Tag movie review: Stellar cast promises theatrical joyride but uninspired narrative makes for a bland watch

Tag is one of those passably trivial movies to watch on TV when there is nothing else to do, instead of the big starry theatrical fun that it promises.

Mihir Fadnavis July 09, 2018 12:05:47 IST

2/5

Tag is an odd film – it has got an amazing star cast, a ludicrous premise which is based on true events and things get quite goofy, the comedy dissolving into action and vice-versa. The odd thing is, none of it is very funny. It is one of those passably trivial movies to watch on TV when there is nothing else to do, instead of the big starry theatrical fun that it promises.

Tag movie review Stellar cast promises theatrical joyride but uninspired narrative makes for a bland watch

A still from Tag. YouTube

After Game Night, this is another game-based film albeit minus the tongue-in-cheek panache of that movie. Hoagie (Ed Helms), Bob (John Hamm), Chilli (Jake Johnson), Kevin (Hannibal Buress) and Jerry (Jeremy Renner) are a group of man children who have played the game of ‘tag’ for 30 years. Jerry has always been the undisputed champion of this game so this time the others collude to make him ‘it’, going so far as to crash his wedding and make elaborate plans to entrap him. There is also a journalist named Rebecca (Annabelle Wallis) in the mix, who serves as the hand holder for the audience to understand these characters and whose WSJ article this film is apparently based on.

The problem is, things are not crazy enough when they absolutely needed to be considering the premise and the jokes do not render a strong enough punch. Every time the verbal comedy goes slack, the film tries to compensate with slapstick but neither of those tactics work in favor of the film. There is a strange sweetness to the film particularly in the third act, an effort to make the characters endearing and lovable, but the positioning feels unearned. It does feel like a treacly brother of The Hangover but you wish director Jeff Tomsic did not hold back on the zaniness and jettisoned the sentimental stuff altogether. The age difference in the cast members is also quite ridiculous, making it all the more difficult to digest that all these people are supposed to have grown up together.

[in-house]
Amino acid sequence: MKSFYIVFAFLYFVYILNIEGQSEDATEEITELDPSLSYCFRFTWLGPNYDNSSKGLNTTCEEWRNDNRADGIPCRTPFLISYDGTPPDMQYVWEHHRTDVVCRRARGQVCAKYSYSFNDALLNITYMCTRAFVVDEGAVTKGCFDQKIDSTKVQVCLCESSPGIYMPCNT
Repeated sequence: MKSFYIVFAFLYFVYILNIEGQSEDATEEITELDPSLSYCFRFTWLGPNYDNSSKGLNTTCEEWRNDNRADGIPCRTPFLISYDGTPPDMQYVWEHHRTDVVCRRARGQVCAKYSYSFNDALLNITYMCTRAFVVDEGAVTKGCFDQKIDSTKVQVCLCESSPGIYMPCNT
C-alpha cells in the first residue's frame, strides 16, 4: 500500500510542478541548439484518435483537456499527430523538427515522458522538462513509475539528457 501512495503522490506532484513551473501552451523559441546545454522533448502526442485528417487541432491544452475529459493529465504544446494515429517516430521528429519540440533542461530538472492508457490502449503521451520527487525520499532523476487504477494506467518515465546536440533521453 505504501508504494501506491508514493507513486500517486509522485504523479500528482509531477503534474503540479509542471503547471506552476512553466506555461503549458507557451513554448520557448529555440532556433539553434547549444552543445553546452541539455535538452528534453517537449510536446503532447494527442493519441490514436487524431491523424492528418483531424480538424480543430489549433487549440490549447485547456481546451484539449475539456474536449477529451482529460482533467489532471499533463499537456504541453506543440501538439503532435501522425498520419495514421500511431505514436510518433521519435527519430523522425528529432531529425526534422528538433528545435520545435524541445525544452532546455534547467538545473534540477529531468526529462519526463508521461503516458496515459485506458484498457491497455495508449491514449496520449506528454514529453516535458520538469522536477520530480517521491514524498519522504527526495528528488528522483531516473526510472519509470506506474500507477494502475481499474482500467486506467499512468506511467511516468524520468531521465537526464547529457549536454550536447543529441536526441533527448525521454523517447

While Johnson, Helms and Buress get to dive head first into improv comedy, Renner is quite the disaster; his attempts to be funny stick out like a sore thumb. Hamm is the odd one out, neither as grotesque as Renner nor as funny as the others, landing his one liners with the solidity of a sponge hitting a wall. The bromance seldom works mainly because of the odd combination of actors and forty-year-old men behaving like children is not the most agreeable sight to witness. There is also an uninteresting cameo from Rashida Jones as a woman whom two of the men had dated back in the day but her presence feels shoehorned for no real purpose than to have another recognisable name pop up randomly.

One tends to remember classic comedies like My Cousin Vinny and the late '80s Eddie Murphy films and wonder what happened to the comedy genre and why there are so few good films in this decade. In the post Apatow era, there is a peculiar synthetic feeling to modern comedies that tend to look good but do not really have the heart or mind to warrant a revisit. Watching the film, it does feel like Tag wishes it were a classic, but is in fact quite the opposite.

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